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Microsoft Fixes Windows 10 Auth Issue Impacting Remote Desktop

Microsoft Fixes Windows 10 Auth Issue Impacting Remote Desktop

Microsoft has fixed a known Windows 10 issue causing smartcard authentication to fail when trying to connect using Remote Desktop after installing the cumulative updates released during last month’s Patch Tuesday.

As explained by the company, devices attempting to make Remote Desktop connections to devices in untrusted domains might be unable to connect.

“After installing KB5005611 or later updates, when connecting to devices in an untrusted domain using Remote Desktop, connections might fail to authenticate when using smart card authentication,” Microsoft explained.

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“You might receive the prompt, ‘Your credentials did not work. The credentials that were used to connect to [device name] did not work. Please enter new credentials.’ and ‘The login attempt failed’ in red.”

Windows platforms affected by this issue include both client (Windows 10 21H1, Windows 10 20H2, and Windows 10 2004) and server (Windows Server 2022, Windows Serve 20H2, and Windows Server 2004).

Fixed via Known Issue Rollback

Microsoft has already rolled out a fix to address this issue via the Known Issue Rollback (KIR) feature to affected Windows 10 devices.

“This issue is resolved using Known Issue Rollback (KIR). Please note that it might take up to 24 hours for the resolution to propagate automatically to consumer devices and non-managed business devices. Restarting your Windows device might help the resolution apply to your device faster.”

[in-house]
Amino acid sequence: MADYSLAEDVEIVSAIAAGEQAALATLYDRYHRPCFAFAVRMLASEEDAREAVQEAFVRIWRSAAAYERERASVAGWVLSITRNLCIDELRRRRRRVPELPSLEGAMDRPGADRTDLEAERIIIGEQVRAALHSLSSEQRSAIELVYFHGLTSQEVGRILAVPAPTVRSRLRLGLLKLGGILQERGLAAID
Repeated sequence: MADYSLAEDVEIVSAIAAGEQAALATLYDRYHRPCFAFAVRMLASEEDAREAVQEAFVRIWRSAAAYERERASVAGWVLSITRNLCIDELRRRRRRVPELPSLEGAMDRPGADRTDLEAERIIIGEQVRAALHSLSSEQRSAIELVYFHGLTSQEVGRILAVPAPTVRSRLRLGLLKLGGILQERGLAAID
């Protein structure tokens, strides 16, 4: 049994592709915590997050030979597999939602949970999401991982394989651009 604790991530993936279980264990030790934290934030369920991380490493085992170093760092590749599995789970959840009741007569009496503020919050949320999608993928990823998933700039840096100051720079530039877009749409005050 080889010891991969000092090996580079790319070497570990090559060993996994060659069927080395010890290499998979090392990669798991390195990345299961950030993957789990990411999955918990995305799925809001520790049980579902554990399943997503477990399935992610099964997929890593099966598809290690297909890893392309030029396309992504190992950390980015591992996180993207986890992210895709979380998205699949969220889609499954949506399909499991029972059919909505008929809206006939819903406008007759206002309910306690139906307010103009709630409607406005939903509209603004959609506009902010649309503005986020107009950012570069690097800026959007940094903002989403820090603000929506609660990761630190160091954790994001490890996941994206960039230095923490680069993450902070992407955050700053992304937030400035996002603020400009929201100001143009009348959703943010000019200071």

On enterprise-managed devices, customers can also install and configure group policies to resolve the issue.

Microsoft has released the following group policies to address this specific issue (a restart is required after configuring the Group Policy):

Redmond has been using the Known Issue Rollback feature to roll back computers impacted by problematic bug fixes to a working state since late 2019.

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A fully working version of KIR was introduced in Windows 10 2004 when all components started working together as a complete system. 

While fixes issued through KIR are distributed via Windows Update, they are not delivered as actual updates. Instead, they are deployed by creating Windows Registry entries that disable changes made in previous updates.

Known Issue Rollout fixes usually propagate to all affected systems within 24 hours, and that restarting impacted computers may speed up the process.

Microsoft previously used Known Issue Rollout fixes to performance issues while gamingresolve printing issues, and app freezes and crashes.

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